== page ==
State Investigates Controversial Lottery Game

By Sarah Birnbaum

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Oct. 20, 2011
 
BOSTON — State Treasurer Steve Grossman has called for an investigation into a state lottery game called Cash WinFall after a handful of gamblers exploited a flaw and raked in millions.
 
Grossman, who oversees the state lottery, has asked the state Inspector General to launch a review into Cash WinFall.
 
“There’s no presumption of wrongdoing, but there have been enough questions and stories” to merit an investigation, Grossman said, adding that “the integrity of the lottery is my most important concern.”
 
The Boston Globe reported this past summer that a group of tech-savvy gamblers found a loophole in the Cash WinFall game: If they bought more than $100,000 in tickets at times when the jackpot went over $2 million, they were almost assured of making a hefty profit.
 
One gambler, an MIT graduate with a degree in computer science, bought $1.4 million in tickets over four days and won $2.5 million. The Globe reported that allegedly state authorities knew about the loophole for years but did nothing about it — and might even have encouraged the behavior because it was good for lottery sales.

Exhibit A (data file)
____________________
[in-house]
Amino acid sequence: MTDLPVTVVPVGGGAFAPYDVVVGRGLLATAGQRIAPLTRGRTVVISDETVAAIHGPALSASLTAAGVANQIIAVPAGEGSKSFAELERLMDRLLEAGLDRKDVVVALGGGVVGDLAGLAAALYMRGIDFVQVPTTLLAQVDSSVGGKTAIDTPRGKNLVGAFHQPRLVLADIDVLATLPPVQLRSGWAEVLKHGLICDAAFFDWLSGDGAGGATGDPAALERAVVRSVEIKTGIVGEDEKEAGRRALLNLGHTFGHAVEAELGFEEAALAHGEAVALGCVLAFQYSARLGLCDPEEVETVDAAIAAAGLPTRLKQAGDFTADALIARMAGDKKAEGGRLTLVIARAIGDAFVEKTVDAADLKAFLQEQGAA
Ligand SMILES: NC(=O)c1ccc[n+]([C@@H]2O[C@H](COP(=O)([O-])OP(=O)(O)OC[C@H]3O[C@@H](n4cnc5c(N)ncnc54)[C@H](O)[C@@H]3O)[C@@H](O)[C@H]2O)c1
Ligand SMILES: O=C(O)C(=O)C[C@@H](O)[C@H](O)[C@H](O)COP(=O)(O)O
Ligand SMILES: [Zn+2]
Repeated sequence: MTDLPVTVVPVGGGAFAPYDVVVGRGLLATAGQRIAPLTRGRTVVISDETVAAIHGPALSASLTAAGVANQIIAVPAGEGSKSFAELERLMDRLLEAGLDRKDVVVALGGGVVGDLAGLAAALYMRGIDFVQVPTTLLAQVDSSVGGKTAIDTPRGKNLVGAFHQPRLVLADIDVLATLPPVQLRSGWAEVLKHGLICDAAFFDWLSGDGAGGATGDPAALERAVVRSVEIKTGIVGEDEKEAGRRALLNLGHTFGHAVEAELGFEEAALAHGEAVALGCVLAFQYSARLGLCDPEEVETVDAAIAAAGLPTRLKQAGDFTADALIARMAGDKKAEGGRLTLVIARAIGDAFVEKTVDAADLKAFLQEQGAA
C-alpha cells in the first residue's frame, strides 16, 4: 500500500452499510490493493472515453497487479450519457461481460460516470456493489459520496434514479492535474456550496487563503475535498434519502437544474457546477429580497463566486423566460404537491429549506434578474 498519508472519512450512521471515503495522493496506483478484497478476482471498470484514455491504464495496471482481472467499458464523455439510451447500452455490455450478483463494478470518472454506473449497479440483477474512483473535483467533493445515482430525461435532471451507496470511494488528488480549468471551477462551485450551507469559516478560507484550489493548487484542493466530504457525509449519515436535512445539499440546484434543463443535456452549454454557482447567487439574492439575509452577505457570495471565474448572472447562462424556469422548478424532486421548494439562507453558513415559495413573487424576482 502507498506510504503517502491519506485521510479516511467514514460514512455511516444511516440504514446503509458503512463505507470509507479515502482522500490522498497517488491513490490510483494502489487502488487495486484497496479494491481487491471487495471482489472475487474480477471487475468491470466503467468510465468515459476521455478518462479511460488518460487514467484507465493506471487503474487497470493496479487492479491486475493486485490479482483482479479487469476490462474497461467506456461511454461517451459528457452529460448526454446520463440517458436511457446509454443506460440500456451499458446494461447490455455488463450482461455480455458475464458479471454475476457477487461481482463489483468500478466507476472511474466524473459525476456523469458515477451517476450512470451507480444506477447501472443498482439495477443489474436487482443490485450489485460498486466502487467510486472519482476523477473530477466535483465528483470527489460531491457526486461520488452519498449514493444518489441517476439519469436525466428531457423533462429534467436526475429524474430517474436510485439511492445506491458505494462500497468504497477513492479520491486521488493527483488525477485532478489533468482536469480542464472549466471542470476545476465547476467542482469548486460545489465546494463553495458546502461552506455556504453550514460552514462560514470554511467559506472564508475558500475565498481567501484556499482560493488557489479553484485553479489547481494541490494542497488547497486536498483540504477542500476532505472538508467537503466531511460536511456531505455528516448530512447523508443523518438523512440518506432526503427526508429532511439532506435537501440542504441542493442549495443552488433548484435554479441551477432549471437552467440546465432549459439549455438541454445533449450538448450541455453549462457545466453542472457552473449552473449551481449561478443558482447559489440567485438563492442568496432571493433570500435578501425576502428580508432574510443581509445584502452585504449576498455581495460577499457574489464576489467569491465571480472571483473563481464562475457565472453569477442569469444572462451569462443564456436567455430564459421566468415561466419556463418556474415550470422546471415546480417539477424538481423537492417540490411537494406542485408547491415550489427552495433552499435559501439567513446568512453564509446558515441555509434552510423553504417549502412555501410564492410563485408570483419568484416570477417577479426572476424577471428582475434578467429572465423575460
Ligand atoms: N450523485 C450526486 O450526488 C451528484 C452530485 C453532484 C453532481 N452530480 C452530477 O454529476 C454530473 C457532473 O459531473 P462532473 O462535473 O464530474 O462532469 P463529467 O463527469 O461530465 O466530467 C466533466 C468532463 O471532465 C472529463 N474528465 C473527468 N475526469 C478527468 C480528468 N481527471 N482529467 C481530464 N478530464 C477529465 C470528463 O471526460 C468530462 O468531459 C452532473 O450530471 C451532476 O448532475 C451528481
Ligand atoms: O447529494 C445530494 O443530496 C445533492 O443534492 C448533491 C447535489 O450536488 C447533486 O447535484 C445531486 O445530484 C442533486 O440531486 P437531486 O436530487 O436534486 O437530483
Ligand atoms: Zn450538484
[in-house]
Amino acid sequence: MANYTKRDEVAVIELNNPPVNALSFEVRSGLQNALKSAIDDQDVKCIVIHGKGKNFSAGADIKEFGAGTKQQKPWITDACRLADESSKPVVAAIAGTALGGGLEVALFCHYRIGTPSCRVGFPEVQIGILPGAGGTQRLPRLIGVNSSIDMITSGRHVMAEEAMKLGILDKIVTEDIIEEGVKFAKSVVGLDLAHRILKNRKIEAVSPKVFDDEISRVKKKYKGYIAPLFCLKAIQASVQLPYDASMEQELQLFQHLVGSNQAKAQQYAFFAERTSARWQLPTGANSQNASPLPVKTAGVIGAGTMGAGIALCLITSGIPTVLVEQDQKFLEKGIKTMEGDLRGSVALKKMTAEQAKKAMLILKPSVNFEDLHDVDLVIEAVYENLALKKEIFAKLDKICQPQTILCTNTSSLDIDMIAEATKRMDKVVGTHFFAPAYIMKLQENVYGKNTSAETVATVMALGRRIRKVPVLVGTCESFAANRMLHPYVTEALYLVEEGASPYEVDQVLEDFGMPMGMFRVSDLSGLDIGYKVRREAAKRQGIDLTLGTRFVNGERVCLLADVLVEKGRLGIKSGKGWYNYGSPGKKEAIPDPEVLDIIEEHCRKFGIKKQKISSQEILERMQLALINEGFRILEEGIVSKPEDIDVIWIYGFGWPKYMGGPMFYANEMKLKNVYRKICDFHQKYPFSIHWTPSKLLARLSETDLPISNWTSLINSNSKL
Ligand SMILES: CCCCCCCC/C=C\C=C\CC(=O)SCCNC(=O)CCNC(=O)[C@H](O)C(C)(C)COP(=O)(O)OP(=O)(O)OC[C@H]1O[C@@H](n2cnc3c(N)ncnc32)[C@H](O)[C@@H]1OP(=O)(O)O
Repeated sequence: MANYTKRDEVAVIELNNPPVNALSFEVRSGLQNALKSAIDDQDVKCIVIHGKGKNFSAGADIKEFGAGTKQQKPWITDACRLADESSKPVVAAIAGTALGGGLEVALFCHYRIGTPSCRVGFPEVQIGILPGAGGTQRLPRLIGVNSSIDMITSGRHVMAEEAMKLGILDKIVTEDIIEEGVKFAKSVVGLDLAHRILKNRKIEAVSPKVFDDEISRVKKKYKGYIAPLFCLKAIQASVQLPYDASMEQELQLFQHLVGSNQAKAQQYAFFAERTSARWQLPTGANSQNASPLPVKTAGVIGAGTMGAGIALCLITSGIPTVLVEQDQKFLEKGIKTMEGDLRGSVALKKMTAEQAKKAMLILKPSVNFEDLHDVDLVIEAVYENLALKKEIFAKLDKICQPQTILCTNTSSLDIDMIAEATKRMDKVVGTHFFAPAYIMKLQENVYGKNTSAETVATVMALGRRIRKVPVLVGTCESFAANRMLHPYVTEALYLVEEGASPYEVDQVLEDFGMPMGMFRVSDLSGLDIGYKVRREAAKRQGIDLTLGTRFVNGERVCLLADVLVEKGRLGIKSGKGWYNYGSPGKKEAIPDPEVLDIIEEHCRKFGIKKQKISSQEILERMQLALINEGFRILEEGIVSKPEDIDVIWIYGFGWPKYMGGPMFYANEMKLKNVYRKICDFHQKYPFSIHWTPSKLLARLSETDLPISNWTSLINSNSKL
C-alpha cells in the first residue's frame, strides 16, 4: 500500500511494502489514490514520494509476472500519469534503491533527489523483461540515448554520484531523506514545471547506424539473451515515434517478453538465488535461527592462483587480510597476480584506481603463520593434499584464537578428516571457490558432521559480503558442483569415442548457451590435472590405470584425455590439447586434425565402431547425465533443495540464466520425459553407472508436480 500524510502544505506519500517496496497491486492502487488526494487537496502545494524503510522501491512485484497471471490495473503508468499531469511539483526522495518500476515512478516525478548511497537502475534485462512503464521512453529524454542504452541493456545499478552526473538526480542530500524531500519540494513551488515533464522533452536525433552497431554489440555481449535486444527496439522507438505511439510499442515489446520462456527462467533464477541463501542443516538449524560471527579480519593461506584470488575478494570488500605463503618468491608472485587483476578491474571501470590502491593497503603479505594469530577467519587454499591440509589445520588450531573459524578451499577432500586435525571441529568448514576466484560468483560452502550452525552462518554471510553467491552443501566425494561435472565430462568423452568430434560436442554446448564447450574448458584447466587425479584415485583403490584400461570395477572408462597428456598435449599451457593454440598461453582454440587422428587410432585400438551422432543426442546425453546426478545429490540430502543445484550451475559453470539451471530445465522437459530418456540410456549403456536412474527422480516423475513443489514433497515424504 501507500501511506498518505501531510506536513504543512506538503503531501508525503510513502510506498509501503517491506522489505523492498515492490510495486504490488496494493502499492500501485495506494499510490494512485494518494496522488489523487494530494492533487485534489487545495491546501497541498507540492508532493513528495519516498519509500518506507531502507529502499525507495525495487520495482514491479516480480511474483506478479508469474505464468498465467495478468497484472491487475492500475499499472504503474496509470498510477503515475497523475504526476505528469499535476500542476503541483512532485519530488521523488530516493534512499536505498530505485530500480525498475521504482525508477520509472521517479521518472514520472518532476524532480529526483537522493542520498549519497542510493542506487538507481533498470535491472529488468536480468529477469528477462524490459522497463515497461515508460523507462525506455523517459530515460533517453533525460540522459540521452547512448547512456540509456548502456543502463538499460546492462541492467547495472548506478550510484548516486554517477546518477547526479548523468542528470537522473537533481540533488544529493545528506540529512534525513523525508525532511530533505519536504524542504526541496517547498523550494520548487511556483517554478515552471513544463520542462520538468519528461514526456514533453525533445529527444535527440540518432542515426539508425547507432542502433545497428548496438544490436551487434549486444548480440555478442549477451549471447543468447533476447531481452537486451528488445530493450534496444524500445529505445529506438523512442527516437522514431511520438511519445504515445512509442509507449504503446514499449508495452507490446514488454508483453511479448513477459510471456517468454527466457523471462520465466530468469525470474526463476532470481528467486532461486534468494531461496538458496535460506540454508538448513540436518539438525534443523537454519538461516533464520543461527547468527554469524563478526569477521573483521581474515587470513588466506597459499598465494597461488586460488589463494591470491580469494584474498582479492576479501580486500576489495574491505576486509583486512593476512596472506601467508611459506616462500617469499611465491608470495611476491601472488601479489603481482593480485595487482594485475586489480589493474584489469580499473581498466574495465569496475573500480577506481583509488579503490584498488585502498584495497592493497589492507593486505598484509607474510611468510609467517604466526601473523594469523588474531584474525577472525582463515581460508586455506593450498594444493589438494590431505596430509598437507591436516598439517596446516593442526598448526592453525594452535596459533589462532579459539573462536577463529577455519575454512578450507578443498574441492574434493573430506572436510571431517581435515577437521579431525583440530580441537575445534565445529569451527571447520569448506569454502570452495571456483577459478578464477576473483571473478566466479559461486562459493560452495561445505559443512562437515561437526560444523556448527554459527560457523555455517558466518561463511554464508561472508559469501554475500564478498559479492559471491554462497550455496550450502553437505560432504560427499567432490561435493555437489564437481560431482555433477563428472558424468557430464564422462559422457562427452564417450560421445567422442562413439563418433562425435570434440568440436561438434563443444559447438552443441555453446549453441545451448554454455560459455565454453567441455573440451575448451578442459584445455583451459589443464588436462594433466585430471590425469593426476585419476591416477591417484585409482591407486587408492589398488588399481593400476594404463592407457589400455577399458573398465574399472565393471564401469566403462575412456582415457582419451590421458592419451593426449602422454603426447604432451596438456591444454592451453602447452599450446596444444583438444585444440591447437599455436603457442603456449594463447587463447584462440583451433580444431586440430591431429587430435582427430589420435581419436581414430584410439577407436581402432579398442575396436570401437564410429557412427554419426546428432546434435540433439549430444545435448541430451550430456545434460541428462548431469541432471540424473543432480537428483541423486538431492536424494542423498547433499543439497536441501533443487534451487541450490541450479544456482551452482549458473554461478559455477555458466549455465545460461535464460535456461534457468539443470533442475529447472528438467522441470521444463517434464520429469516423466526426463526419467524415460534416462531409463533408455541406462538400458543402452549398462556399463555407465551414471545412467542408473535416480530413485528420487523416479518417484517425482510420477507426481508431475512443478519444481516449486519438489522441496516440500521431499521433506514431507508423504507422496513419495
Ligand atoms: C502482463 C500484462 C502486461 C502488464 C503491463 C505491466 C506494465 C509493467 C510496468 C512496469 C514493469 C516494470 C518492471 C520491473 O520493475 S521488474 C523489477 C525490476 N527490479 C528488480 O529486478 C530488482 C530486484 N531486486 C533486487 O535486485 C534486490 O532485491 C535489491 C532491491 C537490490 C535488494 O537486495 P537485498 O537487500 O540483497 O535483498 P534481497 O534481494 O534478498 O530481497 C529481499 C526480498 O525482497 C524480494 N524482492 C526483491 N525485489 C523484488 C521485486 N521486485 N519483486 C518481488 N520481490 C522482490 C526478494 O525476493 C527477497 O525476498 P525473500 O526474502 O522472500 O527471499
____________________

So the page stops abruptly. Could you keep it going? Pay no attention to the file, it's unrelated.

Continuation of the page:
Grossman said he has changed the rules of the game so the scheme won’t work anymore. Going forward, no lottery agent will be allowed to sell more than $5,000 worth of tickets in a single day, and “we’ve reduced the amount of cash windfall tickets they can sell to $25,000,” he said.
 
The Inspector General’s report is expected within the next couple of months.

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